2010 Rosé Round-up – Part II

Time once again to focus our attention on rosé with another look at wines from the 2010 vintage (read part I here).

The next two months mark the brief period when people in the Pacific Northwest are able to drink rosé as one should - sitting outdoors with the sun shining down rather than sitting under the sun lamp, taking vitamin D, and visualizing warmer days with a glass of pink wine in hand.

Here we take a look at three Southern Rhone-style blends along with one Sangiovese. Let’s get down to it.

The first wine is from Ott & Murphy Wines. Ott & Murphy is located in Langley, Washington on Whidbey Island. The winery is named after head winemaker Eric Murphy and his business partner David Ott. The 2010 Chanson Rosé is one of the more enjoyable rosés I have come across in this vintage – crisp and refreshing just as a rosé should be. Of note, Ott & Murphy recently opened an off-site tasting room in Langley. Look for a full post on this winery in the coming weeks.

The next wine comes from the Doyenne side of DeLille Cellars. Doyenne is dedicated to Rhone-style wines. With its 2010 Rosé, DeLille offers a blend of Grenache, Cinsault, and Mourvedre from two top notch vineyard sites – Ciel du Cheval and Boushey.

Dusted Valley Vintners’ 2010 Ramblin’ Rosé is a blend of Mourvedre, Cinsault, Grenache, and Syrah. The grapes come from the first crop at the winery’s Stoney Vine Vineyard in The Rocks district of the Walla Walla Valley. The accompanying package from the winery even included a piece of rock from the vineyard – “I bet this is the first time you’ve ever received a rock in the mail!,” Dusted Valley’s Chelsea Tennyson says. Indeed!

The last wine comes from Waterbrook – a 100% Sangiovese.

Feel free to leave comments about rosés you’ve enjoyed this season.

Ott & Murphy Chanson Rosé Columbia Valley 2010
Rating: + (Good) Pale copper colored. Lightly aromatic with melon, strawberry, and citrus. A crisp, clean wine that tingles the palate and finishes with mouthwatering acidity. Cinsault, Syrah, Grenache, Mourvedre, Roussanne. Coyote Canyon, Sugarloaf, Spice Cabinet, and Elephant Mountain vineyards. Fermented in 50% stainless steel and 50% neutral French oak. 13.2% alcohol. 70 cases produced. Recommended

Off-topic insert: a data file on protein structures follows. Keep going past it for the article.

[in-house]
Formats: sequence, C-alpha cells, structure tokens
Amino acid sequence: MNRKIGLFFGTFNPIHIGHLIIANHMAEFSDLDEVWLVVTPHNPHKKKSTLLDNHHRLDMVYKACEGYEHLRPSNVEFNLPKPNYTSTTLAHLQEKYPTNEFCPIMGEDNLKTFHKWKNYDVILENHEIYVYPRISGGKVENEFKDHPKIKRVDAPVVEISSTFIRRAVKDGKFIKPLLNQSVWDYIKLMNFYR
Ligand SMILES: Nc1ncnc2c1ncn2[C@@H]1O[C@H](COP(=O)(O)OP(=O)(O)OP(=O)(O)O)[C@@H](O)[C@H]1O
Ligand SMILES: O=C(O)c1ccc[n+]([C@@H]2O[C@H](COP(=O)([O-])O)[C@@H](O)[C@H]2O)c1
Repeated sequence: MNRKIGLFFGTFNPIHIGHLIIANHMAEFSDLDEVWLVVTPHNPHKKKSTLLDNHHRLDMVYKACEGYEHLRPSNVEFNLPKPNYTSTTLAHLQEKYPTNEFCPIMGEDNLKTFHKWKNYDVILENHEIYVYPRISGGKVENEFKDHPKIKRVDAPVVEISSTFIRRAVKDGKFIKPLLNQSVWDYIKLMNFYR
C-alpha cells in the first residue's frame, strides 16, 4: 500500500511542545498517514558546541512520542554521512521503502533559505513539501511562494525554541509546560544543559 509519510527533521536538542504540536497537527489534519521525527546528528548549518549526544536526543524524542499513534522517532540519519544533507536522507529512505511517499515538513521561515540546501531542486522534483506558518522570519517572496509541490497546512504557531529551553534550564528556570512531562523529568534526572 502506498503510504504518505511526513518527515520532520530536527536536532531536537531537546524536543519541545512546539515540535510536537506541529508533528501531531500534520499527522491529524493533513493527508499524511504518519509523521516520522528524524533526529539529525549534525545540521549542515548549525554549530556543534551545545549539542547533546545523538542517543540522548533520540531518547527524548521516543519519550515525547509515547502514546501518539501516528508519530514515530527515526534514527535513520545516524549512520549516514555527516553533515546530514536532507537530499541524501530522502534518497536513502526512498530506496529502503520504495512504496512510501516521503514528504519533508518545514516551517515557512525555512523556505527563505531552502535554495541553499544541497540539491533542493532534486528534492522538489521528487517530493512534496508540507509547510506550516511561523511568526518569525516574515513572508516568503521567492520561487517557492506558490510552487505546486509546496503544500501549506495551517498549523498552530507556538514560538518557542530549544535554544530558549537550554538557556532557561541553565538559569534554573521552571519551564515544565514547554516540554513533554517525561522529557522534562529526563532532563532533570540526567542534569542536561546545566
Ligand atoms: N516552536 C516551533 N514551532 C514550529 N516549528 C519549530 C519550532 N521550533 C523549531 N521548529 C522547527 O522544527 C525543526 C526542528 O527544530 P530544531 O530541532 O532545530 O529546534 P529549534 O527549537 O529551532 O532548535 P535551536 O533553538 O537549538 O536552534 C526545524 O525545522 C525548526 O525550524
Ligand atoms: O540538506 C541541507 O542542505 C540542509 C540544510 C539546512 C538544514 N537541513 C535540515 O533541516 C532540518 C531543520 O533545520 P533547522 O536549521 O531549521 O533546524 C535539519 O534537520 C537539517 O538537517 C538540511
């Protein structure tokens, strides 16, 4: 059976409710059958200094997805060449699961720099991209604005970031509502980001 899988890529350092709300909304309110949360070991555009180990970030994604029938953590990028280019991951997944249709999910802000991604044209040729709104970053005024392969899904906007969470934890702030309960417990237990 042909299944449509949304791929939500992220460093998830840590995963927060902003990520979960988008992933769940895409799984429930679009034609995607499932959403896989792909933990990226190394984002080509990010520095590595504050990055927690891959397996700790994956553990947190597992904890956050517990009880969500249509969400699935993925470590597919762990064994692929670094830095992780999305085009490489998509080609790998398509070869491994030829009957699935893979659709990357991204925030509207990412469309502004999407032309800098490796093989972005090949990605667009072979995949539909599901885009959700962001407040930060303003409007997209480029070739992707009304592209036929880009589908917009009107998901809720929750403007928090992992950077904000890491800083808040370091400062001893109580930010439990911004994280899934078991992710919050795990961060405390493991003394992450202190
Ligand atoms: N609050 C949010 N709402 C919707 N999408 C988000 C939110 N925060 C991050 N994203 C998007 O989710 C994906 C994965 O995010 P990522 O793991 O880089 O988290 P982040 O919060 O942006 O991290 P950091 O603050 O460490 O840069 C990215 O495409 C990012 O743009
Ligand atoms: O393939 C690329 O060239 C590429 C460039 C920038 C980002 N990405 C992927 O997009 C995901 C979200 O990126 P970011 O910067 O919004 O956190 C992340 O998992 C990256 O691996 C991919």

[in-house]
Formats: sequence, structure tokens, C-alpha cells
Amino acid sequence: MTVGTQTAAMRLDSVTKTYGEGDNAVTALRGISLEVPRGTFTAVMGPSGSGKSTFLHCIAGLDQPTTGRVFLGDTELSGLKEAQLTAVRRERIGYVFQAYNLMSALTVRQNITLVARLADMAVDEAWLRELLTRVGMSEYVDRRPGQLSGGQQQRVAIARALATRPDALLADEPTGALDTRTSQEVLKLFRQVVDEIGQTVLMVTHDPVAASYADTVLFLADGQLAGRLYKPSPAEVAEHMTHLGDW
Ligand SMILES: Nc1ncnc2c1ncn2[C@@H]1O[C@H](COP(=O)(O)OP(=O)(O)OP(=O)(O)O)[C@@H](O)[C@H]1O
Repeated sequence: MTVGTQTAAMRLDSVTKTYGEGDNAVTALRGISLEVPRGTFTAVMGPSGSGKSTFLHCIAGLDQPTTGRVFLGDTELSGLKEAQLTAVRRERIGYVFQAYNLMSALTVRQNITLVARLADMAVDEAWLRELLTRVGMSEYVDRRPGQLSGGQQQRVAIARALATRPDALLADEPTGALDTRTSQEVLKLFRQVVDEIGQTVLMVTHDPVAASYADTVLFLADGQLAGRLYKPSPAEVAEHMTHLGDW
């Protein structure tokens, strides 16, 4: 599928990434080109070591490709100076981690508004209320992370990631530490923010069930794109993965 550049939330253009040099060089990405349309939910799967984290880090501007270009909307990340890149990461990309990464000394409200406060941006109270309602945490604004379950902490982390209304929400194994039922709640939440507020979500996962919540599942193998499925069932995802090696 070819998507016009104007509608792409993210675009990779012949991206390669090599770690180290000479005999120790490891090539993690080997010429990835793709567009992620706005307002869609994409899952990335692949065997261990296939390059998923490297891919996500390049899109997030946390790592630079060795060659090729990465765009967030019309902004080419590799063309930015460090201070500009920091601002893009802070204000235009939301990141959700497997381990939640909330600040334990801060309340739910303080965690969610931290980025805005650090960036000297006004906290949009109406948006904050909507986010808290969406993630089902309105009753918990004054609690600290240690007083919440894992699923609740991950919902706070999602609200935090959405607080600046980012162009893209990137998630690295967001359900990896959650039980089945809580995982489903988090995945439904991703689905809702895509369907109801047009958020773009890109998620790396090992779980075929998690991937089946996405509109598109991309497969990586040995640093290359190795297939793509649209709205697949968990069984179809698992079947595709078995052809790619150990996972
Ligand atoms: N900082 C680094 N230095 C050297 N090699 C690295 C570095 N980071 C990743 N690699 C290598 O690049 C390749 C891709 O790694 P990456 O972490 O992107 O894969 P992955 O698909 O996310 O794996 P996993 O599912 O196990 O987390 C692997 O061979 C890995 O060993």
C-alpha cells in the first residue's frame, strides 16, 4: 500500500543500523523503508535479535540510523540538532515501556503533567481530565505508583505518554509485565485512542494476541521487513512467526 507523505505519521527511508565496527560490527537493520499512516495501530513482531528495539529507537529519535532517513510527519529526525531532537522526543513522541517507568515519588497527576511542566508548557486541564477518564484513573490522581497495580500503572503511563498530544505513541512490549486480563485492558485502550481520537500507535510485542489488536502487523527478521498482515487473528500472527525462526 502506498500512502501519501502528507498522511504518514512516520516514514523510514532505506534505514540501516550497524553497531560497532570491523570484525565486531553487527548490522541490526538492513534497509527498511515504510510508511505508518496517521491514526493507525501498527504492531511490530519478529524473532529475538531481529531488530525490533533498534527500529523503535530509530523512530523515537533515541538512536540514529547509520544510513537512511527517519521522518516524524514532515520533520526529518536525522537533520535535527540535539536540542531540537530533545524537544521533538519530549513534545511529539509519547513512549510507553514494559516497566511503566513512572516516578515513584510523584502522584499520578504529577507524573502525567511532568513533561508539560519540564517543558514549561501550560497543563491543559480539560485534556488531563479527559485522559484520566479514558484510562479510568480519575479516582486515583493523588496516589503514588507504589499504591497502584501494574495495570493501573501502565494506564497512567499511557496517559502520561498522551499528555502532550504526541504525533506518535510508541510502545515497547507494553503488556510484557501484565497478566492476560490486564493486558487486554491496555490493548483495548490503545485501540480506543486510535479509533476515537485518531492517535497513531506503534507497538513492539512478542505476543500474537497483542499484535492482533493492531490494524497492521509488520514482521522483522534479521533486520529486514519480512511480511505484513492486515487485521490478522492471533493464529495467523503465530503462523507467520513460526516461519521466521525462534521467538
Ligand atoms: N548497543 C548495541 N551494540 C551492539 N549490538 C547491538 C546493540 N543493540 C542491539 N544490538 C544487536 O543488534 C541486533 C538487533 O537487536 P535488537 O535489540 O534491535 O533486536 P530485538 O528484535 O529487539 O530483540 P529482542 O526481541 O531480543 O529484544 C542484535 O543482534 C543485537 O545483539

Doyenne Rosé Yakima Valley 2010 $23

Rating: + (Good) Pale salmon colored with a tinge of copper. Aromas of spice, wild strawberry, and red fruit. Palate is dry , tart, and filled with spice flavors along with mouthwatering acidity. 55% Grenache, 30% Cinsault, 15% Mourvedre. Ciel du Cheval and Boushey vineyards. 14.1% alcohol. 300 cases produced.

Dusted Valley Vintners Ramblin’ Rosé Stoney Vine Vineyard Walla Walla Valley 2010 $20

Rating: ./+ (Decent/Good) Pale strawberry colored. Shows abundant strawberry and cherry candy aromas. Tingles the palate, trailing off on the second half. 34% Mourvedre, 28% Cinsault, 26% Grenache, and 12% Syrah. Stoney Vine Vineyard. Fermented and aged in stainless steel. 14.2% alcohol. 273 cases produced. Sample provided by winery.

Waterbrook Sangiovese Rosé Columbia Valley 2010 $11

Rating: . (Decent) Light cherry colored. Aromas of watermelon, bubble gum, and spice. Palate comes off as a bit flat, lacking in fruit concentration. 100% Sangiovese. Canyon Ranch, Les Collines, and Oasis vineyards. 12.2% alcohol. 1.1% Residual Sugar. 1,657 cases produced.

Sean P. Sullivan


  1. Hmmm, I love good rosé. You seem to have left the price info off the single wine you recommend, though.

  2. We drink a lot of Rose' in the summer. Lately we've been enjoying Charles & Charles, by Charles Smith, 2010 100% Rose'. It's a great value and perfect for soaking up a little sun on the patio in the evening.

  3. Anon 11:34am, sorry about that. Updated!

  4. I'm interested in drinking Rose' because I really haven't tasted it yet. Awesome post you got there.

  5. Tammy, I've heard good things about the Charles & Charles this year. I'll check it out.

  6. people force themselves to like it because it is usually made with esoteric varietals (e.g. sangiovese, grenache, cab franc, etc.) it's a gimmicky thing and that's why wineries never make more than one rose' in any given vintage. winemakers love rose' because it sells but they never drink it themselves and it is sort of an inside joke among winemakers.

  7. Oh, sweet Jesus...I don't know who you are Mr(s). Anonymous, but you are quite wrong. First of all, how do you figure that Sangiovese, Grenache and Cabernet Franc are esoteric? Sangiovese is the number one planted grape in Italy, Grenache is the number one grape planted in Southern Rhone and Cabernet Franc is one of the top grapes in Bordeaux. Second of all, for the winemakers that actually make rose, it is another wine that they work hard on and is far from a joke (thanks for trying to discredit any winemaker that makes one). Third, it is quite evident that you don't know any winemakers, because at least 99% of the winemakers that I know, (across the world) do in fact drink rose, (myself included).